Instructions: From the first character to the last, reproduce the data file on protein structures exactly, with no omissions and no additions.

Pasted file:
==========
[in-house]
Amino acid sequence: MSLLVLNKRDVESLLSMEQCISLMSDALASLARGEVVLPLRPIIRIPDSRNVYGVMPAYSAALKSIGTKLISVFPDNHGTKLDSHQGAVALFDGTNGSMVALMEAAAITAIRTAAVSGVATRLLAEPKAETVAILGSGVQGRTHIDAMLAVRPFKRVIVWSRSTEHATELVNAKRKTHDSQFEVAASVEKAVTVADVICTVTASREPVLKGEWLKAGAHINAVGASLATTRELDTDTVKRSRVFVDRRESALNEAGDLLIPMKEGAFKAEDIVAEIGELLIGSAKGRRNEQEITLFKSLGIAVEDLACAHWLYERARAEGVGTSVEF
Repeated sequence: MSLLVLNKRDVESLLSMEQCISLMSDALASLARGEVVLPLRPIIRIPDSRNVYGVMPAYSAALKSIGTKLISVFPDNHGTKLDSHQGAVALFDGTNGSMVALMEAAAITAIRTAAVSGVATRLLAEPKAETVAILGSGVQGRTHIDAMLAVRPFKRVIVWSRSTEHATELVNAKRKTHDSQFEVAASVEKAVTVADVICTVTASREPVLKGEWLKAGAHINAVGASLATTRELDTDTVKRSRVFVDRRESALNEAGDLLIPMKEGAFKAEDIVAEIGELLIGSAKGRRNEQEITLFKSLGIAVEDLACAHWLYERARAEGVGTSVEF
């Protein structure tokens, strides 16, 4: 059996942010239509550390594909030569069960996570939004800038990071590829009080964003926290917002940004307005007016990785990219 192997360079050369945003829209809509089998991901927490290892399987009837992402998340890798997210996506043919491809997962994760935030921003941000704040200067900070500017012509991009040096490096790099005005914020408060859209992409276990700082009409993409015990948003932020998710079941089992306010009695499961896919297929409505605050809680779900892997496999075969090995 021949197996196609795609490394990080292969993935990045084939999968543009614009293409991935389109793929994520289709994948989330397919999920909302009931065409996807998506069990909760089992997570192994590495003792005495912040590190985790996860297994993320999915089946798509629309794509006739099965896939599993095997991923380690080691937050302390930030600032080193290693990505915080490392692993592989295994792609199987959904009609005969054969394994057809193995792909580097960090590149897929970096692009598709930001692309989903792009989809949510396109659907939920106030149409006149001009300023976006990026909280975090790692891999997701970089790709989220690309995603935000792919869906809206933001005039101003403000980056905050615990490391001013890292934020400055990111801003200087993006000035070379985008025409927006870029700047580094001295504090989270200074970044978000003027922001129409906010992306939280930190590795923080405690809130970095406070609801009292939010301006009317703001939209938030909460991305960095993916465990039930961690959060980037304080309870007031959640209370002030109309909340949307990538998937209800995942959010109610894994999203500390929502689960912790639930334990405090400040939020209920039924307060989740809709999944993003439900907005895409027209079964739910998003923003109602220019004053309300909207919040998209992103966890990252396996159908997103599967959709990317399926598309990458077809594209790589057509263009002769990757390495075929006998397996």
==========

[in-house]
Amino acid sequence: MSLLVLNKRDVESLLSMEQCISLMSDALASLARGEVVLPLRPIIRIPDSRNVYGVMPAYSAALKSIGTKLISVFPDNHGTKLDSHQGAVALFDGTNGSMVALMEAAAITAIRTAAVSGVATRLLAEPKAETVAILGSGVQGRTHIDAMLAVRPFKRVIVWSRSTEHATELVNAKRKTHDSQFEVAASVEKAVTVADVICTVTASREPVLKGEWLKAGAHINAVGASLATTRELDTDTVKRSRVFVDRRESALNEAGDLLIPMKEGAFKAEDIVAEIGELLIGSAKGRRNEQEITLFKSLGIAVEDLACAHWLYERARAEGVGTSVEF
Repeated sequence: MSLLVLNKRDVESLLSMEQCISLMSDALASLARGEVVLPLRPIIRIPDSRNVYGVMPAYSAALKSIGTKLISVFPDNHGTKLDSHQGAVALFDGTNGSMVALMEAAAITAIRTAAVSGVATRLLAEPKAETVAILGSGVQGRTHIDAMLAVRPFKRVIVWSRSTEHATELVNAKRKTHDSQFEVAASVEKAVTVADVICTVTASREPVLKGEWLKAGAHINAVGASLATTRELDTDTVKRSRVFVDRRESALNEAGDLLIPMKEGAFKAEDIVAEIGELLIGSAKGRRNEQEITLFKSLGIAVEDLACAHWLYERARAEGVGTSVEF
């Protein structure tokens, strides 16, 4: 059996942010239509550390594909030569069960996570939004800038990071590829009080964003926290917002940004307005007016990785990219 192997360079050369945003829209809509089998991901927490290892399987009837992402998340890798997210996506043919491809997962994760935030921003941000704040200067900070500017012509991009040096490096790099005005914020408060859209992409276990700082009409993409015990948003932020998710079941089992306010009695499961896919297929409505605050809680779900892997496999075969090995 021949197996196609795609490394990080292969993935990045084939999968543009614009293409991935389109793929994520289709994948989330397919999920909302009931065409996807998506069990909760089992997570192994590495003792005495912040590190985790996860297994993320999915089946798509629309794509006739099965896939599993095997991923380690080691937050302390930030600032080193290693990505915080490392692993592989295994792609199987959904009609005969054969394994057809193995792909580097960090590149897929970096692009598709930001692309989903792009989809949510396109659907939920106030149409006149001009300023976006990026909280975090790692891999997701970089790709989220690309995603935000792919869906809206933001005039101003403000980056905050615990490391001013890292934020400055990111801003200087993006000035070379985008025409927006870029700047580094001295504090989270200074970044978000003027922001129409906010992306939280930190590795923080405690809130970095406070609801009292939010301006009317703001939209938030909460991305960095993916465990039930961690959060980037304080309870007031959640209370002030109309909340949307990538998937209800995942959010109610894994999203500390929502689960912790639930334990405090400040939020209920039924307060989740809709999944993003439900907005895409027209079964739910998003923003109602220019004053309300909207919040998209992103966890990252396996159908997103599967959709990317399926598309990458077809594209790589057509263009002769990757390495075929006998397996």